The operation of planting should be done on a mild day, preferably in autumn or spring, though many herbaceous perennials can be safely moved at any time during the winter so long as there is no frost in the soil. If the soil is too dry, planting should be postponed, or, if possible, a hose should be used to soak the border, and after it has been left for several hours for draining, planting can be done.

Evening or late afternoon is the best time to plant, as the night air is relatively damp, and there will be little evaporation from leaves during the hours of darkness. If warm dry weather follows, an occasional overhead bath from the hose or water can will help; but watering must not, of course, be done during frosty weather.


As soon as the warm days of spring arrive, most of the plants will begin to throw up stems that are to carry the flowers. When this occurs it is best to go carefully through the border, reducing the number of such stems and pulling out or cutting away unwanted growths. This will result in better quality flowers, and will also lessen the need for stakes, since a strong well-grown stem will stand unstaked, unless the border is very exposed; whereas several weaker stems must have some support.

The hoe should be used throughout the border at frequent intervals, up to the time when the soil is no longer visible on account of the smother of foliage and flowers. As the hoe passes out of use, the can of liquid manure takes its place, for as soon as plants are growing well and are on their way to flower production, it is safe to feed them. Liquid manure can be made in the old way by suspending a bag of animal manure, with soot, in a rain barrel, and using the liquid diluted to straw colour. This is watered on to the soil—not on to the foliage more than can be helped—after rainfall, or after the use of the hose. Feeding about once a fortnight should be ample for most plants in the border.


If preferred, artificial fertilizers can be used. The one-three-one mixture—one part sulphate of ammonia, three parts superphosphate of lime, one part sulphate of potash—recommended by the Ministry of Agriculture for general garden use, is quite satisfactory; a little can be scattered between the plants and watered well into the soil, or any of the general fertilizers sold by sundriesmen can be used. The rule of "little and often" should be kept, as plants can be severely damaged by an overdose of any fertilizer. Also, no fertilizers should ever be used on dried-out soil, but only after rainfall or watering.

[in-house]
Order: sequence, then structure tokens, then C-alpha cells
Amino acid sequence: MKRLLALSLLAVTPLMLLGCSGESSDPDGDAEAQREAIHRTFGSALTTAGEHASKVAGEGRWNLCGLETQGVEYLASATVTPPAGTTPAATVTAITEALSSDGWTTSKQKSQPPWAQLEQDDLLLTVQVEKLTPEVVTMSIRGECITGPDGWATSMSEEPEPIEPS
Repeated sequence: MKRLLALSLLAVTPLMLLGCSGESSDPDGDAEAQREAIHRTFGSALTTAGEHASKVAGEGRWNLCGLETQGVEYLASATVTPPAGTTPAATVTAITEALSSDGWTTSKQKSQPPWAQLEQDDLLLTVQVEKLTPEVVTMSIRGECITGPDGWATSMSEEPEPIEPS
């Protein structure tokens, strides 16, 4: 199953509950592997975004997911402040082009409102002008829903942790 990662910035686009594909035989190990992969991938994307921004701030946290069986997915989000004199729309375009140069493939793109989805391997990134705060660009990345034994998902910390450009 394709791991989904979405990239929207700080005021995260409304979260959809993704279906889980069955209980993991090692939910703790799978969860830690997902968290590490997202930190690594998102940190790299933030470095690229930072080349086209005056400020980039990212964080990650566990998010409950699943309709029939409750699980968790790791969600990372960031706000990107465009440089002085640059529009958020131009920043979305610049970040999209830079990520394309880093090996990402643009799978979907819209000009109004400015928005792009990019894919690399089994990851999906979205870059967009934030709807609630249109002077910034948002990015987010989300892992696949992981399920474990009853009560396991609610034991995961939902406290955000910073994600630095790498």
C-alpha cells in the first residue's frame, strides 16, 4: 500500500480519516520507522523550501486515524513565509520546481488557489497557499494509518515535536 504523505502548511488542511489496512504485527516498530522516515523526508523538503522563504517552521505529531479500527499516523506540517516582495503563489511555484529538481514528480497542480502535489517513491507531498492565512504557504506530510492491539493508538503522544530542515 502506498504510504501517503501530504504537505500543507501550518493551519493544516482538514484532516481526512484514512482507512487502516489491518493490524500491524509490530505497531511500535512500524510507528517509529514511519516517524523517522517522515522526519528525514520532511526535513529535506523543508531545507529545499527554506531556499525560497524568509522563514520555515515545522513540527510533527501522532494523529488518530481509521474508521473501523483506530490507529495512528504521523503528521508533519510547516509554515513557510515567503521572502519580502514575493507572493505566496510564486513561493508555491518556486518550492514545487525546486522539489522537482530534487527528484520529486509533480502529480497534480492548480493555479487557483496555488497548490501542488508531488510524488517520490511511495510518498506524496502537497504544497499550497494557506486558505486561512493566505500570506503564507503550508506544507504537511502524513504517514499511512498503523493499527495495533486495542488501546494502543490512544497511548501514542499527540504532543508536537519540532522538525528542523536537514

As soon as flower stems run up, staking should be attended to. Staking is an art, and an art that pays handsomely. It would surprise the novice to know how many stakes are used in a good herbaceous border. These stakes are of several kinds and sizes, from thin bamboo canes for such plants as carnations, where one cane is used to a flower stem, to thick 6 or 8-ft. dahlia stakes for the tall heavy plants.

In staking, the aim should be to use enough stakes to stake out each stem, so that its beauty is fully seen. The novice is generally prone to draw in his stems, so that when they are tied to a stake, they resemble a truss of straw. In the case of a group of say fifteen Michaelmas daisy stems, the method should be to set three or four stakes round the group and to tie one stem to each, in front of the stake, so that the stakes are, or will be, hidden. Then a string can be run round the whole group and passed round each stem of the outer ring, while other strings can, if needed, be taken across and across.

Some of the plants in the herbaceous border are not amenable to this treatment. Oriental poppies, for instance, are sometimes better staked merely by pushing in twiggy stems among the developing flower stems. These twigs are completely hidden by the time the flowers open; but they serve their purpose, that of supporting the brittle growths of the poppy.

There are also numerous patent devices on the market for staking, mostly good and time saving, but these cost a little more.

Whatever staking methods are adopted, they should begin before the need seems apparent. A summer storm may easily ruin a whole border through delay in this matter.